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The Subtle Art of Choosing the Best Categories for Your Blog

How to
Min Read

For this piece, we’ve partnered with our friends from Looka (formerly Logojoy), an AI-powered logo and graphic design platform that helps small businesses (like yours) to get great design.

These days, you’d be hard-pressed to find a business that doesn’t have a blog in some capacity. In the US alone, the number of bloggers is expected to reach 31.7 million by 2020

As much as blogs have become a given for anyone starting a business, your brand’s reasons for blogging might be different from other companies—and so will the types of blogs you’ll write.

To help you build blog categories that support your brand, we’ll walk you through the process of what you should consider when you’re categorizing your blog content. So you can revamp the blog you have, or start your new blog off on the right foot. 

Speaking of revamping your blog, at Looka (formerly Logojoy) we just went through a complete rebrand. As part of this, we changed our messaging from being just a logo creator to being a full-on brand design platform. All of this meant that our design blog had to evolve and expand. Rather than focus solely on logo design, we’re now also talking about branding and entrepreneurship.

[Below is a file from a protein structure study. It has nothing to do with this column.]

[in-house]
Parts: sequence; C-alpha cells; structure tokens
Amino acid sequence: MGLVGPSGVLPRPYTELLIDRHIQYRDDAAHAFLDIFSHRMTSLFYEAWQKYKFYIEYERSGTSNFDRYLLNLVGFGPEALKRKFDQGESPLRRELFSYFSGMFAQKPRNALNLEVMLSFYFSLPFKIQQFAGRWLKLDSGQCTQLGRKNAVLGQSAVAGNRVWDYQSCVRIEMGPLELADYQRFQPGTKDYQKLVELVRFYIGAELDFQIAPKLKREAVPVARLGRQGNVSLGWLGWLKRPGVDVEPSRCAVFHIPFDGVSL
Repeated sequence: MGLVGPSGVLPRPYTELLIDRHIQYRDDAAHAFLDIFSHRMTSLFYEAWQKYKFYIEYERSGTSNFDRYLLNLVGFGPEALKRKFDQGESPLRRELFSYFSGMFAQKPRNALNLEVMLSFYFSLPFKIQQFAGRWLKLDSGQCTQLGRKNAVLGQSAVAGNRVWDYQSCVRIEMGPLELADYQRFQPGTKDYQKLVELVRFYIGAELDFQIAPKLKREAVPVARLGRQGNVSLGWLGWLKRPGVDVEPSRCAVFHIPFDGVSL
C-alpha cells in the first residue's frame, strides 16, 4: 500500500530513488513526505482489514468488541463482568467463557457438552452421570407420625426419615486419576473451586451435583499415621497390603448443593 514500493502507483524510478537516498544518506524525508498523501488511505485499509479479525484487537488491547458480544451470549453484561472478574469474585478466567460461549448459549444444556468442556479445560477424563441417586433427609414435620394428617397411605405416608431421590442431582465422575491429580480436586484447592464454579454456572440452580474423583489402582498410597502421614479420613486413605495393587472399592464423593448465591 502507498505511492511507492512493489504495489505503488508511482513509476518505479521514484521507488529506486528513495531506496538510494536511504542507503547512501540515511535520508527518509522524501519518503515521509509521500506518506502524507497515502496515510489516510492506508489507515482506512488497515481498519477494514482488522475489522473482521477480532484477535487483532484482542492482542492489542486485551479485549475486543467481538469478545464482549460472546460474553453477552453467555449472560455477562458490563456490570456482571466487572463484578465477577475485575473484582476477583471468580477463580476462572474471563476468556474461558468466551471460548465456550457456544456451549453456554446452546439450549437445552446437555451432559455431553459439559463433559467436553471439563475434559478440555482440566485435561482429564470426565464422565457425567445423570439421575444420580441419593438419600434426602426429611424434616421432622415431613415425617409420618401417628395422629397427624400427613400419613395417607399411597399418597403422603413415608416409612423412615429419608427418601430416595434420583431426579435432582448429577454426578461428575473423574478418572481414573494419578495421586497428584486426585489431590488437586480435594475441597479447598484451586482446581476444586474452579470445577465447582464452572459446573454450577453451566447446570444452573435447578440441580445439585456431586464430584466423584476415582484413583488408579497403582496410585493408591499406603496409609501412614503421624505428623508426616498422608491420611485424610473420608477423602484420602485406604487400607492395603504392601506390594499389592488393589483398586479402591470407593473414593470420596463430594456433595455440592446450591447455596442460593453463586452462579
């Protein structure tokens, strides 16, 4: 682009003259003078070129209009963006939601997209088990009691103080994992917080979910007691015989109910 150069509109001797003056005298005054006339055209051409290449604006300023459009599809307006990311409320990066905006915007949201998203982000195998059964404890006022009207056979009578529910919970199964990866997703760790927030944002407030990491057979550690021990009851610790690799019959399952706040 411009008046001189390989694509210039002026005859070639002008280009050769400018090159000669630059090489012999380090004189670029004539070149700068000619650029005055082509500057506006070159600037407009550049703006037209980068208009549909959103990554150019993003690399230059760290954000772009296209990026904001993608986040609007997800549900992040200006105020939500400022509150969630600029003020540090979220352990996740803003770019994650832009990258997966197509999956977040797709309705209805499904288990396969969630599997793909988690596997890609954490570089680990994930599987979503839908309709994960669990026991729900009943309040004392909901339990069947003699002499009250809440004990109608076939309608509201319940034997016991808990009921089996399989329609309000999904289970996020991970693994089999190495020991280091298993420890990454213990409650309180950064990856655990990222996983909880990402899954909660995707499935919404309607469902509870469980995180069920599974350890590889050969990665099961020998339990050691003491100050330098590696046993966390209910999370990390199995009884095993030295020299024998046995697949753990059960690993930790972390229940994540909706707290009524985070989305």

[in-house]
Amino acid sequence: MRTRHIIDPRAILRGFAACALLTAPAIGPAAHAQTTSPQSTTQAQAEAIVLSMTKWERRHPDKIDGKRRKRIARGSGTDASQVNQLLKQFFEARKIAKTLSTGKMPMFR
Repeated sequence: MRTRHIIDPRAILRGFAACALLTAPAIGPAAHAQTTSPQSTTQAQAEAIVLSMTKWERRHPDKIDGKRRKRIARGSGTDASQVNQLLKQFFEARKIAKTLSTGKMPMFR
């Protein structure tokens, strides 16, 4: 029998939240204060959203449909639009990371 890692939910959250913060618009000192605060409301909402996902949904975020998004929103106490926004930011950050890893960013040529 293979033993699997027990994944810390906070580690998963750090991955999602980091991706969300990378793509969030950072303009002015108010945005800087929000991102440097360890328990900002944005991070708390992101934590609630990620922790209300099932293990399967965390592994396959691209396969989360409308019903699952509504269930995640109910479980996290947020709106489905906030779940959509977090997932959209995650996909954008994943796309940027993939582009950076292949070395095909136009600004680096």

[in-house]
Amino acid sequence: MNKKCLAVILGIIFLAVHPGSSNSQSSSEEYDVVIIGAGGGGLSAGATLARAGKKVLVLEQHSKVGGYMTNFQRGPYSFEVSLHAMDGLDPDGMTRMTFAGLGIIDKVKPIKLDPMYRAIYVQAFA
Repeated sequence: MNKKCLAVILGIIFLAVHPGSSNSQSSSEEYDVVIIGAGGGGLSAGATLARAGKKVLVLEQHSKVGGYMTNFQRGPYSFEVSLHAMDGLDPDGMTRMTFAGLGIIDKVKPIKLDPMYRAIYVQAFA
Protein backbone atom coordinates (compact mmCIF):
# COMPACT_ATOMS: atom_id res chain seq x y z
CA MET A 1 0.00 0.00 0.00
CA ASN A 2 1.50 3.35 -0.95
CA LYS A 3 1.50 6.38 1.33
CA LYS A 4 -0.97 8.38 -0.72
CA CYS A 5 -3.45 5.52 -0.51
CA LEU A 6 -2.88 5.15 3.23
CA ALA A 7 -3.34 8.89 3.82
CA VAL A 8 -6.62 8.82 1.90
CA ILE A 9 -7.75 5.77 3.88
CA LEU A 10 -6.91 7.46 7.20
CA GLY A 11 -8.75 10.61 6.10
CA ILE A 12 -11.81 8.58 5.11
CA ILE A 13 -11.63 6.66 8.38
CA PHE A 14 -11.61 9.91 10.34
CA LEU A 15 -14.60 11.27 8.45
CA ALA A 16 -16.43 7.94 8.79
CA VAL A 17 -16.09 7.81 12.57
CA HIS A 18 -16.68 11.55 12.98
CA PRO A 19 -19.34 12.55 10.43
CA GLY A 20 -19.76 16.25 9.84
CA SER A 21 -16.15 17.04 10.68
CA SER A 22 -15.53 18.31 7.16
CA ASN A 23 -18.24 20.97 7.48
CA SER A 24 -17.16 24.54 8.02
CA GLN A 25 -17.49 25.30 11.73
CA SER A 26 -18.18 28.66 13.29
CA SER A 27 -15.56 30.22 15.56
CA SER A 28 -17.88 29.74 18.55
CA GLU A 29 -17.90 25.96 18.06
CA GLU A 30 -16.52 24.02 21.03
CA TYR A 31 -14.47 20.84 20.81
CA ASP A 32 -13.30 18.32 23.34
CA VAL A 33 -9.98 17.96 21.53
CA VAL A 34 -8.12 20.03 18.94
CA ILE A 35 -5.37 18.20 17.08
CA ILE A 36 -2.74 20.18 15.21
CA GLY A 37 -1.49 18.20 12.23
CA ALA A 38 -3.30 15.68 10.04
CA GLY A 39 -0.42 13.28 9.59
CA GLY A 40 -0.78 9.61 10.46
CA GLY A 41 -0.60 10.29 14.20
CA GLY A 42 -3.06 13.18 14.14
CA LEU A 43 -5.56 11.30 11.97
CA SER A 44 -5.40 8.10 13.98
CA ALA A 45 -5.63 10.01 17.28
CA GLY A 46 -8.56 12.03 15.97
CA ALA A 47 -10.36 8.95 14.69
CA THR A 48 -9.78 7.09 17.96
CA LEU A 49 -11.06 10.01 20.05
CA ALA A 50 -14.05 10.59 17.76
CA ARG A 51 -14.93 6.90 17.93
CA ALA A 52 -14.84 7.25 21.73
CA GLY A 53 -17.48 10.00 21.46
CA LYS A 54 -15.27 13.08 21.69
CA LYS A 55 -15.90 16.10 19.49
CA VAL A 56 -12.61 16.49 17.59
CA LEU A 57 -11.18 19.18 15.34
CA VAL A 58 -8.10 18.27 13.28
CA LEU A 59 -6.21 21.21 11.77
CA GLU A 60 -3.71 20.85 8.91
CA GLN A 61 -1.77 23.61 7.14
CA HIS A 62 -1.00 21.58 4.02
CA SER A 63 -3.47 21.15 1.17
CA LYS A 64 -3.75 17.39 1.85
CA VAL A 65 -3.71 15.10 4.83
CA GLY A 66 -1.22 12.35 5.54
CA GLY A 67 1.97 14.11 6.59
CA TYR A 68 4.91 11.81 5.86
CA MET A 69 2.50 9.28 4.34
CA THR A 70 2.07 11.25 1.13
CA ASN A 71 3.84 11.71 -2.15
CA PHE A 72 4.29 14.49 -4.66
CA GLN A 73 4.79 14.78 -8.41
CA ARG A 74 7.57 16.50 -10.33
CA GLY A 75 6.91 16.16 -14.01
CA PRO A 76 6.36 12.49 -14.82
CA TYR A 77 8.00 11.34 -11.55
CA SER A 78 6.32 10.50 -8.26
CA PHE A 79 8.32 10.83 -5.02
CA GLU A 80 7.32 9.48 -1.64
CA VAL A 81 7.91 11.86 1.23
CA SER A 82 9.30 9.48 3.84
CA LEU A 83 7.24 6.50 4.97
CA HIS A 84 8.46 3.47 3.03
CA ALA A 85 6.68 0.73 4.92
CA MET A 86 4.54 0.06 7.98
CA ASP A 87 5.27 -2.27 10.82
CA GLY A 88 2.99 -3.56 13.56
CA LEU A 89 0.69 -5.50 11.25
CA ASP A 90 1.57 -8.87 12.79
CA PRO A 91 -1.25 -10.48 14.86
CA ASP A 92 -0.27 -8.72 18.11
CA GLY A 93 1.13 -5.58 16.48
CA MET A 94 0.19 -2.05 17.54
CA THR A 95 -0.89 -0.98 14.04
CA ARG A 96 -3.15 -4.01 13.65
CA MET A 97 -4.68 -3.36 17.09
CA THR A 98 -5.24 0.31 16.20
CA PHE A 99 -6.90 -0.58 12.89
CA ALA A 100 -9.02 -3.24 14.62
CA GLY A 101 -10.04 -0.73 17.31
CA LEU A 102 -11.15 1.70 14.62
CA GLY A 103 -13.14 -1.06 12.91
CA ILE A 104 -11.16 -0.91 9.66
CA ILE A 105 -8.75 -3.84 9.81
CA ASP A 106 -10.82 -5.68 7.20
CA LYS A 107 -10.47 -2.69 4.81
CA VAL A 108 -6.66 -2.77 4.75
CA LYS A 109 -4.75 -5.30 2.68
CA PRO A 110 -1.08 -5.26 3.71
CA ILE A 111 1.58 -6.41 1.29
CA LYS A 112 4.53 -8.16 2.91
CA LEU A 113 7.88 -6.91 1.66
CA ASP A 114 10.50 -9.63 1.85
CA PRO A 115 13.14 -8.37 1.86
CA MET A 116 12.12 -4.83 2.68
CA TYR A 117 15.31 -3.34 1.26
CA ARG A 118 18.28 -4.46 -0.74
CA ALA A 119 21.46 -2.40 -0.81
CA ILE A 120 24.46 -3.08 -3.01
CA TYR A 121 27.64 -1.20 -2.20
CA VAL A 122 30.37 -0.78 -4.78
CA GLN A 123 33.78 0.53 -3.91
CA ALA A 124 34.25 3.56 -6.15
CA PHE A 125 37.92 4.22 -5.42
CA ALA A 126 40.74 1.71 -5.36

Looka’s blog now generates over 100,000 sessions per month, so the project has luckily been a success. But a lot of blood, sweat in tears went into the process of relaunching our blog. And we wanted to pass on what we learned about choosing blog categories, to help you get the most out of your content creation efforts.

Benefits of different types of blog content

Woman on laptop in coffee shop

Before you can consider blog categories, you need to understand why you even have a blog in the first place. There are a lot of benefits that come along with blogging. Depending on which benefits fit your goals, you’ll need to create different blog content and categories. 

Search Engine Optimization

By writing quality, search engine optimized content about topics in your niche, you give searchers more ways to find your brand online. Well-written content will also earn you backlinks from related sites, generating more traffic and higher search ranking for your brand’s blog. 

Customers and Conversions